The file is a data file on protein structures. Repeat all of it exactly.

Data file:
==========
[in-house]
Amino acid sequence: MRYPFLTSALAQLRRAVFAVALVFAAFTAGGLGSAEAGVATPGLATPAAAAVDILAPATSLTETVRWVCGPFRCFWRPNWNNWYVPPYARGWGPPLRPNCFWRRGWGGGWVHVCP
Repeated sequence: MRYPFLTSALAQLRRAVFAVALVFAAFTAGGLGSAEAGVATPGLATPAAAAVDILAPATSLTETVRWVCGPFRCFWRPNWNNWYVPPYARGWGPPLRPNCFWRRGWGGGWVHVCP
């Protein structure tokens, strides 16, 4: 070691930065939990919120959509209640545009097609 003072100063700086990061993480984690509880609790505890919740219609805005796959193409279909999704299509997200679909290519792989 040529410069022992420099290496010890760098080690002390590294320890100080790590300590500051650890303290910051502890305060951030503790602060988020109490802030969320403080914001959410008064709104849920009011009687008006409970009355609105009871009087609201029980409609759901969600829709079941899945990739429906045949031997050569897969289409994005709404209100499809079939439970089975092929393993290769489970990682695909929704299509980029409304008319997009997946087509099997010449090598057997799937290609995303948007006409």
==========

[in-house]
Amino acid sequence: MRYPFLTSALAQLRRAVFAVALVFAAFTAGGLGSAEAGVATPGLATPAAAAVDILAPATSLTETVRWVCGPFRCFWRPNWNNWYVPPYARGWGPPLRPNCFWRRGWGGGWVHVCP
Repeated sequence: MRYPFLTSALAQLRRAVFAVALVFAAFTAGGLGSAEAGVATPGLATPAAAAVDILAPATSLTETVRWVCGPFRCFWRPNWNNWYVPPYARGWGPPLRPNCFWRRGWGGGWVHVCP
């Protein structure tokens, strides 16, 4: 070691930065939990919120959509209640545009097609 003072100063700086990061993480984690509880609790505890919740219609805005796959193409279909999704299509997200679909290519792989 040529410069022992420099290496010890760098080690002390590294320890100080790590300590500051650890303290910051502890305060951030503790602060988020109490802030969320403080914001959410008064709104849920009011009687008006409970009355609105009871009087609201029980409609759901969600829709079941899945990739429906045949031997050569897969289409994005709404209100499809079939439970089975092929393993290769489970990682695909929704299509980029409304008319997009997946087509099997010449090598057997799937290609995303948007006409």